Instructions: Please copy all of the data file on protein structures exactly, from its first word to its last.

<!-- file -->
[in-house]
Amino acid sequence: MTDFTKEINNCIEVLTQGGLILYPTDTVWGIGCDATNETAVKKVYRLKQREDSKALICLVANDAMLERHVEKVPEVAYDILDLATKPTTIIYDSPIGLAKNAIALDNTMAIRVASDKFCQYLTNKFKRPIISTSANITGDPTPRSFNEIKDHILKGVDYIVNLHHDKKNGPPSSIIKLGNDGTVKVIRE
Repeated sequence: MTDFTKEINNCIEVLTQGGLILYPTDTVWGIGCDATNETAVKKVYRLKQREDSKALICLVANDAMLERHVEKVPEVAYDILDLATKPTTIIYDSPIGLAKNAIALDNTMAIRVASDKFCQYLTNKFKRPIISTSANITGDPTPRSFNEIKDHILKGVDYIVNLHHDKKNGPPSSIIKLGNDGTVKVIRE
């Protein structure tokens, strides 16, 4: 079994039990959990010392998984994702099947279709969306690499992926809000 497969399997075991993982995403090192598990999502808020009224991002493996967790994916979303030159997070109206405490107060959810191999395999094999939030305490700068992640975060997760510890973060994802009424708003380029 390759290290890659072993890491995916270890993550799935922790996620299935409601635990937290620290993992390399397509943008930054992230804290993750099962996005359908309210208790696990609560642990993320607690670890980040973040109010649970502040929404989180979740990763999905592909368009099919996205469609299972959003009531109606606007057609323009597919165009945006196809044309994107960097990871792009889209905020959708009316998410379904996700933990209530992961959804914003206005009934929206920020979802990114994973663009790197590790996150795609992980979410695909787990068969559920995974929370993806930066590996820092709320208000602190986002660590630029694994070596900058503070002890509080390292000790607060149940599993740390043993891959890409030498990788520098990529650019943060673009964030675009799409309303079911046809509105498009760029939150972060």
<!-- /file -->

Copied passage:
[in-house]
Amino acid sequence: MTDFTKEINNCIEVLTQGGLILYPTDTVWGIGCDATNETAVKKVYRLKQREDSKALICLVANDAMLERHVEKVPEVAYDILDLATKPTTIIYDSPIGLAKNAIALDNTMAIRVASDKFCQYLTNKFKRPIISTSANITGDPTPRSFNEIKDHILKGVDYIVNLHHDKKNGPPSSIIKLGNDGTVKVIRE
Repeated sequence: MTDFTKEINNCIEVLTQGGLILYPTDTVWGIGCDATNETAVKKVYRLKQREDSKALICLVANDAMLERHVEKVPEVAYDILDLATKPTTIIYDSPIGLAKNAIALDNTMAIRVASDKFCQYLTNKFKRPIISTSANITGDPTPRSFNEIKDHILKGVDYIVNLHHDKKNGPPSSIIKLGNDGTVKVIRE
């Protein structure tokens, strides 16, 4: 079994039990959990010392998984994702099947279709969306690499992926809000 497969399997075991993982995403090192598990999502808020009224991002493996967790994916979303030159997070109206405490107060959810191999395999094999939030305490700068992640975060997760510890973060994802009424708003380029 390759290290890659072993890491995916270890993550799935922790996620299935409601635990937290620290993992390399397509943008930054992230804290993750099962996005359908309210208790696990609560642990993320607690670890980040973040109010649970502040929404989180979740990763999905592909368009099919996205469609299972959003009531109606606007057609323009597919165009945006196809044309994107960097990871792009889209905020959708009316998410379904996700933990209530992961959804914003206005009934929206920020979802990114994973663009790197590790996150795609992980979410695909787990068969559920995974929370993806930066590996820092709320208000602190986002660590630029694994070596900058503070002890509080390292000790607060149940599993740390043993891959890409030498990788520098990529650019943060673009964030675009799409309303079911046809509105498009760029939150972060």